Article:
Several archaic Irish laws will be struck from the books next year, including one centuries-old law preventing Catholics from carrying guns.
The review of outdated and obsolete legislation, the latest work on repealing defunct laws by the Department of Public Expenditure and Reform, has uncovered a long line of bizarre regulations initially put into place to keep order.
So far, 11 laws, orders and regulations have been identified for the scrapheap in 2014, the Belfast Telegraph reports.
A 1739 order of the Lord Lieutenant, William Cavendish, the Third Duke of Devonshire, that was made to preserve "the public peace and tranquillity of this Kingdom" demanded that arms, armour and ammunition be seized by force from "any Papist (or) reputed Papist."
Another regulation from King George III demanded that everyone across Britain and Ireland pay respects to the coming Union [of Britain & Ireland] of 1801.
"Subjects" were ordered to observe "a general fast and humiliation" to avoid "(God's) wrath and indignation" for their sins.
Another law offers a £200 reward to catch the owners of the Galway-based ship the Charming Sally who were accused of bringing convicts bound for America to Europe and selling them into foreign armies.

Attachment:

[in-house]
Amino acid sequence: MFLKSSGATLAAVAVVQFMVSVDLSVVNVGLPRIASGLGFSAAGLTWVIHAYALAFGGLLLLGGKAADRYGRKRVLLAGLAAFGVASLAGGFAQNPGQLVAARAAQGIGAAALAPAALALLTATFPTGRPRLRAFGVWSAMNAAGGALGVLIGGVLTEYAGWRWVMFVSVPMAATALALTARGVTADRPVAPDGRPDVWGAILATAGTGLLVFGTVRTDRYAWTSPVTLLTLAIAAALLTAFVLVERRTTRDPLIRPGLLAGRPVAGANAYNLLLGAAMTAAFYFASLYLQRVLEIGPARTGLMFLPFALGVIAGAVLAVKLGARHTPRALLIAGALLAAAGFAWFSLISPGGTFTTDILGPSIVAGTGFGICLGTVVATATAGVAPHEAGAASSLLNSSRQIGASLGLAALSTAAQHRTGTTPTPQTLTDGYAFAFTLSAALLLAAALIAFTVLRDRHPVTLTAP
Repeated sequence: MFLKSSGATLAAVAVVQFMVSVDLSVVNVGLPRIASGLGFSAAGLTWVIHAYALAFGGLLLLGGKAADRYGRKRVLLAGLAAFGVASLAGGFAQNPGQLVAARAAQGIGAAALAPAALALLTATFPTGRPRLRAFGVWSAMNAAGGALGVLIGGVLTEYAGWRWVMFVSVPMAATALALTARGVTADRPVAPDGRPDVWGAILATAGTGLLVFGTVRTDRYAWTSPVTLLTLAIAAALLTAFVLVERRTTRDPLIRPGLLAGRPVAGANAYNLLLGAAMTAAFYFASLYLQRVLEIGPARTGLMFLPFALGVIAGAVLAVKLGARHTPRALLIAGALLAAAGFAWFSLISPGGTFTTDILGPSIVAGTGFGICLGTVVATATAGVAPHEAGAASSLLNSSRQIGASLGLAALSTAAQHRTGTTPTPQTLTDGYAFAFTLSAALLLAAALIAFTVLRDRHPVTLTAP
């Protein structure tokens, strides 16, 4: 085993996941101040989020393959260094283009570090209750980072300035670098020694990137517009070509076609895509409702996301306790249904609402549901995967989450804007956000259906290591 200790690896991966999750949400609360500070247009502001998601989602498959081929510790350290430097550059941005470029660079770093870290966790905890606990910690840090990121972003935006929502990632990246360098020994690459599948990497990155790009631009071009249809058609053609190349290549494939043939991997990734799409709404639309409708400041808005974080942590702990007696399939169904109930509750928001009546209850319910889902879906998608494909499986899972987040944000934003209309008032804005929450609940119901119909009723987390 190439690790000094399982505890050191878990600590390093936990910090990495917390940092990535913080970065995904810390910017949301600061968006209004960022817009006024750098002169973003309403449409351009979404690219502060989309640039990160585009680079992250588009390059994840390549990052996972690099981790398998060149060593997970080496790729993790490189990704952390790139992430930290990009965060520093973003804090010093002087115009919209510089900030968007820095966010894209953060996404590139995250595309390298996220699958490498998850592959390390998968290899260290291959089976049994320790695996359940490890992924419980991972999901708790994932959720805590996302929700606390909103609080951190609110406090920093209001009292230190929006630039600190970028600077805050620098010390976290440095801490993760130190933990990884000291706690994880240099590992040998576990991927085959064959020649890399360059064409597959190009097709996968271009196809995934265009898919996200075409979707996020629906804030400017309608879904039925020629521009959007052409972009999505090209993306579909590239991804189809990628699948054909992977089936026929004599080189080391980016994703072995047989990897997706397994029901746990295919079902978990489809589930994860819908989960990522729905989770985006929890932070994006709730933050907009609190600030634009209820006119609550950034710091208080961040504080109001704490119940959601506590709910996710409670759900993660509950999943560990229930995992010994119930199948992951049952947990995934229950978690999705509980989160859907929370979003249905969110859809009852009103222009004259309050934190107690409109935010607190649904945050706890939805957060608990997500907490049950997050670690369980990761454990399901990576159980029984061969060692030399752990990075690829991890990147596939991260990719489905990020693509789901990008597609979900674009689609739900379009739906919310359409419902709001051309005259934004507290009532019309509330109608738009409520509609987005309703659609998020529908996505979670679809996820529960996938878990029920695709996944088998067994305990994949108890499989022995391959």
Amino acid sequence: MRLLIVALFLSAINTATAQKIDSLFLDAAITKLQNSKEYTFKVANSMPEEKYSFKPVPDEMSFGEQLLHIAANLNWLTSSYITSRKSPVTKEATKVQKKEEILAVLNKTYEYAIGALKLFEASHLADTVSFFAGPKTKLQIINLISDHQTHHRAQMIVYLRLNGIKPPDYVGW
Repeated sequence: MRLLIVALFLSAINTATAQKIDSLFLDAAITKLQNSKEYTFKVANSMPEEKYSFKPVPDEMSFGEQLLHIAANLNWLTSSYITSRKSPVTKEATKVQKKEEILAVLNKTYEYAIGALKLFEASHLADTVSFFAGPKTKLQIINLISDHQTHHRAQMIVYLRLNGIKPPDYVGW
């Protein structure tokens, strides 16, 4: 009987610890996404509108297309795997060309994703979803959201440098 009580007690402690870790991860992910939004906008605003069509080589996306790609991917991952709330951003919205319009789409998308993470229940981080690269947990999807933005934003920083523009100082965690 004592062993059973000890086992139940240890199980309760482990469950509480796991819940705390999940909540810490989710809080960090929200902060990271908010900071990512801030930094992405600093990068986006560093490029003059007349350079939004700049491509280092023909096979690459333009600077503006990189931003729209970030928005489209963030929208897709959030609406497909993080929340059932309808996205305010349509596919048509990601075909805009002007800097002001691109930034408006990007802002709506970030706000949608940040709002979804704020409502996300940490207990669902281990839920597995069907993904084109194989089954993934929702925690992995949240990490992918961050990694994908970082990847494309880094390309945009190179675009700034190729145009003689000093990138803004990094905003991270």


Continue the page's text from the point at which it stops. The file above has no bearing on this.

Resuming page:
Other laws offering rewards include a 300-year-old proclamation offering a £500 reward to find the author of a book of "treasonable libels" against Queen Anne called "Honest Resolves" which was left in a coffee house in Dublin and a £20 reward offered to find "some idle and disorderly persons" who sneaked into the Phoenix Park after dark and killed one of the "King's deer."
A centuries-old law against begging stated that the penalty for unlicensed begging in Dublin was to be "tied to the end of a cart and whipped till his body be bloody." Other laws included a crackdown on swearing, gambling and the sale of commodities on the Sabbath, as well as a 1764 proclamation in the manhunt for a Kilkenny-based gang known as the "White Boys," the Belfast Telegraph states.
The review of archaic legislation follows the publication of laws being removed from pre-independence primary legislation in 2012.
"To date, the programme and its predecessor projects have produced the Statute Law Revision Acts 2005, 2007, 2009 and 2012. These Acts are the culmination of the most extensive statute law revision programme ever undertaken anywhere in the world and the most extensive set of repealing measures in the history of the state," said a spokesman for the Department of Public Expenditure and Reform.
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